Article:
Since no one has responded to this, I'll try.
The Xerox Finite State Tools (both lexc and xfst) are inherently bidirectional; if you can analyze words, you can also generate from whatever underlying representation the writer of the parser code has chosen. That is, if 'cats' analyzes as 'cat+PL', then you can input 'cat+PL' in generate mode, and it will give you 'cats'.
What the person you talked to may have been referring to is the fact that (if I'm remembering correctly) the standard version of lexc (and xfst) places a limit on how many "words" it will print with "print words" (I wasn't thinking there was a limit on print-lower-words, but I may be wrong). As I understand it, this has to do with the fact that Xerox was trying to protect its investment in the code that produced upper/lower pairs from a lexicon plus rules--otherwise, you could compile a transducer using lexc and/or xfst, dump the upper/lower pairs, and input those pairs into some simple-to-build and unlicensed FST which had no compilation capability. There was a commercial version of the tools which cost considerably more, and which could be used to build commercial and distributable FSTs. But I am not a lawyer, and my memory of that is fuzzy. If you need more information, you should contact Lauri Karttunen and Ken Beesley, who wrote the book on xfst and lexc (literally and figuratively).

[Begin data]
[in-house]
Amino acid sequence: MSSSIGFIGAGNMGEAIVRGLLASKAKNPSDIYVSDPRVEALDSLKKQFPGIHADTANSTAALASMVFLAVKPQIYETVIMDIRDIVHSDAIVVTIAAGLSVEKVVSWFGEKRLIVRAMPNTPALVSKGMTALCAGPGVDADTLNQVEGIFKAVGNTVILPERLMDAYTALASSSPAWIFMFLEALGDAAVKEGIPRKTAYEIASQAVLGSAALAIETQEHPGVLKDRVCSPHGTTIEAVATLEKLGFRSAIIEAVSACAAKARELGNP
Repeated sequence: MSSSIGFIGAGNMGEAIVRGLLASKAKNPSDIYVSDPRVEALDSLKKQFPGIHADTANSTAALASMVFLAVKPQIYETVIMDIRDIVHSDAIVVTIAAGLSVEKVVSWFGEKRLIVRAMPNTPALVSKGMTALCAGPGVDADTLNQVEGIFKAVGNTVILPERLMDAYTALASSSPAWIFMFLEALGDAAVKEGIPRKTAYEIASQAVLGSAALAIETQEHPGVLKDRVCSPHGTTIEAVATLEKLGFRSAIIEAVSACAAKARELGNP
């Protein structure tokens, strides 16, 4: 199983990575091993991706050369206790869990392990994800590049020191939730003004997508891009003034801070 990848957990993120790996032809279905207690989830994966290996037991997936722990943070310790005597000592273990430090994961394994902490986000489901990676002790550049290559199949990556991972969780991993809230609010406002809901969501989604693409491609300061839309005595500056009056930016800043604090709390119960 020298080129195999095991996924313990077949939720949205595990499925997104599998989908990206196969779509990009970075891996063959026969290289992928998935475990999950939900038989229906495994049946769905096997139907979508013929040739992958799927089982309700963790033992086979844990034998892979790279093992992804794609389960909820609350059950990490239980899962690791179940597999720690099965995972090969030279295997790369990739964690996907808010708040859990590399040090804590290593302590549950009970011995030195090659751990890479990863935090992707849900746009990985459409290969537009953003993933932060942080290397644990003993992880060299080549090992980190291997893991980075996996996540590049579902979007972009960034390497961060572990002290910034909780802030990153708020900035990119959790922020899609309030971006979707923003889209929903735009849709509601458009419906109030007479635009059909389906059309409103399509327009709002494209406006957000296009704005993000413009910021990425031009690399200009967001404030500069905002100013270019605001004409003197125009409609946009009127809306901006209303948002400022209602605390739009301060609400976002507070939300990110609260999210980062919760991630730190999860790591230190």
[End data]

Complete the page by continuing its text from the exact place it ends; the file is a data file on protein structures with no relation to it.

Also, there is now an open source tool, foma, which does most of what xfst did, with the exception of compile-replace (used for some kinds of reduplication); but I believe foma has a work-around for this. The compile-replace algorithm was patented.
Checking the quality of a morph analyzer like xfst/lexc (or any other such tools) is a different question. There are lots of ways to do it; one we used was to run test cases (words to be parsed) through xfst and hand-validate the output. The input/output pairs were stored in a version control system, so as to allow regression testing. There are other ways as well.
For the record, I would not use "print lower-words" for testing the parser, since that doesn't tell you whether you get the *correct* analysis. --
maxwell at umiacs.umd.edu
"My definition of an interesting universe is
one that has the capacity to study itself."